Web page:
Bush Says Defeat in Iraq Would Embolden Terrorists
By Jim Garamone
American Forces Press Service
WASHINGTON, Oct. 11, 2006 Defeat in Iraq would embolden the enemy and force Americans to confront the terror threat at home rather than overseas, President Bush said in a broad-ranging White House news conference today.
Bush said the brutal nature of the enemies of democracy in Iraq has been on display for all to see. Extremists have targeted innocent Iraqis in their quest to impose their twisted ideology on the nation, he said.
Bush’s comments came shortly after he met with Defense Secretary Donald H. Rumsfeld; Marine Gen. Peter Pace, chairman of the Joint Chiefs of Staff; and Army Gen. George W. Casey Jr., commander of Multinational Force Iraq.
“The situation in difficult in Iraq, no question about it,” Bush said. “The violence is being caused by a combination of terrorists, elements of former regime, criminals and sectarian militias. Attacks and casualties have risen during the Ramadan period.”
Muslims are in the midst of observing Ramadan, a month-long period of prayer and fasting.
Attacks and casualties also have increased recently because coalition and Iraqi forces are confronting the enemy in Baghdad and in other parts of Iraq, the president noted. “The past weekend, U.S. and Iraqi forces engaged … members of an illegal militia during a mission to capture a high-value target,” Bush said. “The reason I bring this up is that we're on the move. We're taking action. We're helping this young democracy succeed.”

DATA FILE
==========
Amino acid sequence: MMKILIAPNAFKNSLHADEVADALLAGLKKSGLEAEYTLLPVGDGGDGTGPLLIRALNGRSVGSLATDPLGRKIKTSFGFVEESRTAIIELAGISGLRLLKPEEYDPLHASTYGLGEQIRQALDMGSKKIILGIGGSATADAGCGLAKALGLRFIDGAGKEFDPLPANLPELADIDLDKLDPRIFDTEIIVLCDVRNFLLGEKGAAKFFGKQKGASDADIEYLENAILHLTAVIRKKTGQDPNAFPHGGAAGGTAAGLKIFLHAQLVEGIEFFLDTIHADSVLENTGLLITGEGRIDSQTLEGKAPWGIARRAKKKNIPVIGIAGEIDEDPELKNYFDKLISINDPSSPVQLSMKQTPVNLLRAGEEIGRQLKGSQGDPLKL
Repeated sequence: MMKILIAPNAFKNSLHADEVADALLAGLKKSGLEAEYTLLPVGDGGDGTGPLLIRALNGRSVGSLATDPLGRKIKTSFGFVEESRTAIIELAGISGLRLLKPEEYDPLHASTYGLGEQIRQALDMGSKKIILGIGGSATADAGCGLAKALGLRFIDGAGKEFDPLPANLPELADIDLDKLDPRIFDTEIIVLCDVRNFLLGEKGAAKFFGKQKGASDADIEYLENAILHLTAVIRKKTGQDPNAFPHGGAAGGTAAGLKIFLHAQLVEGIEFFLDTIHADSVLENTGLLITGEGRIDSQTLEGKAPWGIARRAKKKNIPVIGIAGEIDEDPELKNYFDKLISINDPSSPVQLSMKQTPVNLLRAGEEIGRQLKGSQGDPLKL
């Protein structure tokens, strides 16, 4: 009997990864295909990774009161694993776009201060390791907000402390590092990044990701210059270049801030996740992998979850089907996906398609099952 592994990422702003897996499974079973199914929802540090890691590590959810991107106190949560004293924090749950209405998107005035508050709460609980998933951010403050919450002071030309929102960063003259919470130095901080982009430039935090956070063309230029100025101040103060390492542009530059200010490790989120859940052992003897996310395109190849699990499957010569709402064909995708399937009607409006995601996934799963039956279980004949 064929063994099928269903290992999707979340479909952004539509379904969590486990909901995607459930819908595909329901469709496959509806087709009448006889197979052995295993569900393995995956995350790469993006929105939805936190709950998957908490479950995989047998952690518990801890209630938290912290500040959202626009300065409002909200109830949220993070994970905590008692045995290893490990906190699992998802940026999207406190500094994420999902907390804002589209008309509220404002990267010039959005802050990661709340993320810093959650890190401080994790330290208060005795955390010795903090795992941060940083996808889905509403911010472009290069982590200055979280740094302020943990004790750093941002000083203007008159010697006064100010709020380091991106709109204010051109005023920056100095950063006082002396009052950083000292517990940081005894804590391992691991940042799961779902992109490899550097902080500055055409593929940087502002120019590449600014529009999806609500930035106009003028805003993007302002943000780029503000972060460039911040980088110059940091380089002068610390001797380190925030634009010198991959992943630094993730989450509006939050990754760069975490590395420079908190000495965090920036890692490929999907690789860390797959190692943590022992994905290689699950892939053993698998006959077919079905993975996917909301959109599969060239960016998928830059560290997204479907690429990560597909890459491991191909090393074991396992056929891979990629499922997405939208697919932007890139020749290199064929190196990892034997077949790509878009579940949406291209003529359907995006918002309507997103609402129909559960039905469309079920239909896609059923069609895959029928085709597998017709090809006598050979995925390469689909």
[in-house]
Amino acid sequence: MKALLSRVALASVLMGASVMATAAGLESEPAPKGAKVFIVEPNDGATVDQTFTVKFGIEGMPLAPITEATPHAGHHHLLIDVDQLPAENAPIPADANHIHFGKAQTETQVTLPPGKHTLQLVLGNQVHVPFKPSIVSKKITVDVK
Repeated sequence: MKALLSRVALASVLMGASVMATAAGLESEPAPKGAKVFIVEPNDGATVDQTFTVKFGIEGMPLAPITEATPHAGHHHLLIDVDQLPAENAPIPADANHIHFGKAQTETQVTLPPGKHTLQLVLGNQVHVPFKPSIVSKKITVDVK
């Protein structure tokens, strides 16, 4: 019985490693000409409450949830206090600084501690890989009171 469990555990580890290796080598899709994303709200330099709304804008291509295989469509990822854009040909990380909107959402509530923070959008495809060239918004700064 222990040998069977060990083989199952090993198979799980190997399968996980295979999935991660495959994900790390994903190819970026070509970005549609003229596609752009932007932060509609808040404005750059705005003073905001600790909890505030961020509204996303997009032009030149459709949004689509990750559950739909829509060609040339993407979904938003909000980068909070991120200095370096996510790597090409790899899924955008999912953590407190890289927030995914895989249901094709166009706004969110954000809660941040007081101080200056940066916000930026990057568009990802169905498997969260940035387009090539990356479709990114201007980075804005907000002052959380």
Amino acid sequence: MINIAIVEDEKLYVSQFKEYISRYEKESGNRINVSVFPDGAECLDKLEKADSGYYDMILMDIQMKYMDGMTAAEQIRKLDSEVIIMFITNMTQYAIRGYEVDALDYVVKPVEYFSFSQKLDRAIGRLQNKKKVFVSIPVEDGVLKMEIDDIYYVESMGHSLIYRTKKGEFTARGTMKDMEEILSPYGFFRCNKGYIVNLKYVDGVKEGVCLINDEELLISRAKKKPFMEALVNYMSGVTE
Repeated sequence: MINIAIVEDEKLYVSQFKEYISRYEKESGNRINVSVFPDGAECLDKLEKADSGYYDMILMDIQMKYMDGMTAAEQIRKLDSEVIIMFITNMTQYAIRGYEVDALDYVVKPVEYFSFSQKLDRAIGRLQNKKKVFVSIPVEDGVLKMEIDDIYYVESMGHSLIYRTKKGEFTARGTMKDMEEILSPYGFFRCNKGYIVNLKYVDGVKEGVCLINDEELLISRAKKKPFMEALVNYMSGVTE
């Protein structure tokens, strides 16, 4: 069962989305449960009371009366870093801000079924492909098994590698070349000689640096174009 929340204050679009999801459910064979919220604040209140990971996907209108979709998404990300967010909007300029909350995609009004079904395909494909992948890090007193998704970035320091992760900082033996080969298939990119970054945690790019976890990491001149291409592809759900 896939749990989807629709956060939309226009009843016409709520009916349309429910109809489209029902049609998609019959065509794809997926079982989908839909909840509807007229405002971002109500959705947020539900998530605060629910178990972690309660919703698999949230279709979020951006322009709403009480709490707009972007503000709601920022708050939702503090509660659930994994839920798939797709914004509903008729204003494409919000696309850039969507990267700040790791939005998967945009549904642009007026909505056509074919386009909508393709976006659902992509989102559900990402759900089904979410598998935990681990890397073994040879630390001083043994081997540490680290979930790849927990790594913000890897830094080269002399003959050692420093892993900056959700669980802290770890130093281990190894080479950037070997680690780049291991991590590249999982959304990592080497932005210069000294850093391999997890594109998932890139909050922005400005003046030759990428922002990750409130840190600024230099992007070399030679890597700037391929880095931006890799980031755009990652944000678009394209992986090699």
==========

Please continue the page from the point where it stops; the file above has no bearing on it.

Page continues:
Amid the violence, important political developments also are taking place, the president said. The Iraqi legislature is working to address issues of federalism and constitutional reform. Prime Minister Nouri al-Maliki has taken steps to build confidence in his government and in the Iraqi security forces, Bush said.
Maliki is working to defuse tensions between Sunni and Shiite parties. Among the steps the prime minister announced is a new system of local and neighborhood committees made up of both Sunnis and Shiites that will work directly with Iraqi security forces to resolve tensions and stop sectarian strife.
Maliki has also reached out to Sunni tribal leaders in Anbar province. “These tribal leaders told him they've had enough of the terrorists seeking to control the Sunni heartland, and they're ready to stand up and fight al Qaeda,” Bush said. “The prime minister told them that he welcomed their support and would help them.”
Finally, Maliki suspended the 8th Brigade, 2nd Division, of the national police after learning that this unit was not intervening to stop sectarian violence in and around Baghdad. “This police brigade has been decertified by the Iraqi Ministry of Interior,” Bush said. “It's been removed from service. It's now being reviewed and retrained. With this action, the Iraqi government's made clear it's not going to tolerate the infiltration of the Iraqi security forces by militias and sectarian interests.”
The parliamentary and executive actions show the political process in Iraq is moving forward, Bush said. “It's the combination of security and a political process that will enable the United States to achieve our objective, which is an Iraq that can govern itself, sustain itself, defend itself and be an ally in this war on terror,” he said.
“Iraq's democratic government is just four months old. Yet, in the face of terrorist threats and sectarian violence, Iraq's new leaders are beginning to make tough choices, and as they make these tough decisions, we'll stand with them. We'll help them. It's in our interests that Iraq succeed.”